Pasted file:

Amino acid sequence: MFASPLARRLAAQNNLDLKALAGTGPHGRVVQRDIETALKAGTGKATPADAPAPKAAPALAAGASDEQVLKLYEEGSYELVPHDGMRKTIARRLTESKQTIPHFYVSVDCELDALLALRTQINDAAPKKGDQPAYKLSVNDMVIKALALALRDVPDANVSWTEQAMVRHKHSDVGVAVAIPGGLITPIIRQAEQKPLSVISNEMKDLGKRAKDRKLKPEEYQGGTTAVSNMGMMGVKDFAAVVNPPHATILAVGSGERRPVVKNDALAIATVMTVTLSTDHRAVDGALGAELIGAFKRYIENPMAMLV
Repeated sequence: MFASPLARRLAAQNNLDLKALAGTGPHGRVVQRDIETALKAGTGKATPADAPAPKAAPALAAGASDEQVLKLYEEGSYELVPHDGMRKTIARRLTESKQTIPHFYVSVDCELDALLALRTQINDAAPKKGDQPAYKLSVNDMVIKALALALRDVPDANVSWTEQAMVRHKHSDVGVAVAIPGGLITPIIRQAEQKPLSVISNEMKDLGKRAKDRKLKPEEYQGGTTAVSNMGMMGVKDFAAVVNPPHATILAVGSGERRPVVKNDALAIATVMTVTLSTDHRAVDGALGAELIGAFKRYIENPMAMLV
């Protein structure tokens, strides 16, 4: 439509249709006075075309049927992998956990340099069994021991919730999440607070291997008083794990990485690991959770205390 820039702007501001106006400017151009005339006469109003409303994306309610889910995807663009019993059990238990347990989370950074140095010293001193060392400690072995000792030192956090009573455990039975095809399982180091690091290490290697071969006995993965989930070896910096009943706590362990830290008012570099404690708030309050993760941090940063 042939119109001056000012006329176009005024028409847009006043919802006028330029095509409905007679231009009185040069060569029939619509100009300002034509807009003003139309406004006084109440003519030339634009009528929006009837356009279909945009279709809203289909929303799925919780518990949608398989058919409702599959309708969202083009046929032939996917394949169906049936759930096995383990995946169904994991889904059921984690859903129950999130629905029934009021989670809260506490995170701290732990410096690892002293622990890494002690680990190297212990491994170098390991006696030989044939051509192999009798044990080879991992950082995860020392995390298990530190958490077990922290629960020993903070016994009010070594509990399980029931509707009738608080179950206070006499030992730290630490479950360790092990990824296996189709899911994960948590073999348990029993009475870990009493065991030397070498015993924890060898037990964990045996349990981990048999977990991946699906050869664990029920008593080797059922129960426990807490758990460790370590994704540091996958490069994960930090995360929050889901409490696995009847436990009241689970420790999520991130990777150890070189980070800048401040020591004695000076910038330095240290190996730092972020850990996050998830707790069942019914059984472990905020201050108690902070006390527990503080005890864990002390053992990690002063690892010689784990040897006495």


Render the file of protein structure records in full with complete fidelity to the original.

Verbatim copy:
Amino acid sequence: MFASPLARRLAAQNNLDLKALAGTGPHGRVVQRDIETALKAGTGKATPADAPAPKAAPALAAGASDEQVLKLYEEGSYELVPHDGMRKTIARRLTESKQTIPHFYVSVDCELDALLALRTQINDAAPKKGDQPAYKLSVNDMVIKALALALRDVPDANVSWTEQAMVRHKHSDVGVAVAIPGGLITPIIRQAEQKPLSVISNEMKDLGKRAKDRKLKPEEYQGGTTAVSNMGMMGVKDFAAVVNPPHATILAVGSGERRPVVKNDALAIATVMTVTLSTDHRAVDGALGAELIGAFKRYIENPMAMLV
Repeated sequence: MFASPLARRLAAQNNLDLKALAGTGPHGRVVQRDIETALKAGTGKATPADAPAPKAAPALAAGASDEQVLKLYEEGSYELVPHDGMRKTIARRLTESKQTIPHFYVSVDCELDALLALRTQINDAAPKKGDQPAYKLSVNDMVIKALALALRDVPDANVSWTEQAMVRHKHSDVGVAVAIPGGLITPIIRQAEQKPLSVISNEMKDLGKRAKDRKLKPEEYQGGTTAVSNMGMMGVKDFAAVVNPPHATILAVGSGERRPVVKNDALAIATVMTVTLSTDHRAVDGALGAELIGAFKRYIENPMAMLV
């Protein structure tokens, strides 16, 4: 439509249709006075075309049927992998956990340099069994021991919730999440607070291997008083794990990485690991959770205390 820039702007501001106006400017151009005339006469109003409303994306309610889910995807663009019993059990238990347990989370950074140095010293001193060392400690072995000792030192956090009573455990039975095809399982180091690091290490290697071969006995993965989930070896910096009943706590362990830290008012570099404690708030309050993760941090940063 042939119109001056000012006329176009005024028409847009006043919802006028330029095509409905007679231009009185040069060569029939619509100009300002034509807009003003139309406004006084109440003519030339634009009528929006009837356009279909945009279709809203289909929303799925919780518990949608398989058919409702599959309708969202083009046929032939996917394949169906049936759930096995383990995946169904994991889904059921984690859903129950999130629905029934009021989670809260506490995170701290732990410096690892002293622990890494002690680990190297212990491994170098390991006696030989044939051509192999009798044990080879991992950082995860020392995390298990530190958490077990922290629960020993903070016994009010070594509990399980029931509707009738608080179950206070006499030992730290630490479950360790092990990824296996189709899911994960948590073999348990029993009475870990009493065991030397070498015993924890060898037990964990045996349990981990048999977990991946699906050869664990029920008593080797059922129960426990807490758990460790370590994704540091996958490069994960930090995360929050889901409490696995009847436990009241689970420790999520991130990777150890070189980070800048401040020591004695000076910038330095240290190996730092972020850990996050998830707790069942019914059984472990905020201050108690902070006390527990503080005890864990002390053992990690002063690892010689784990040897006495």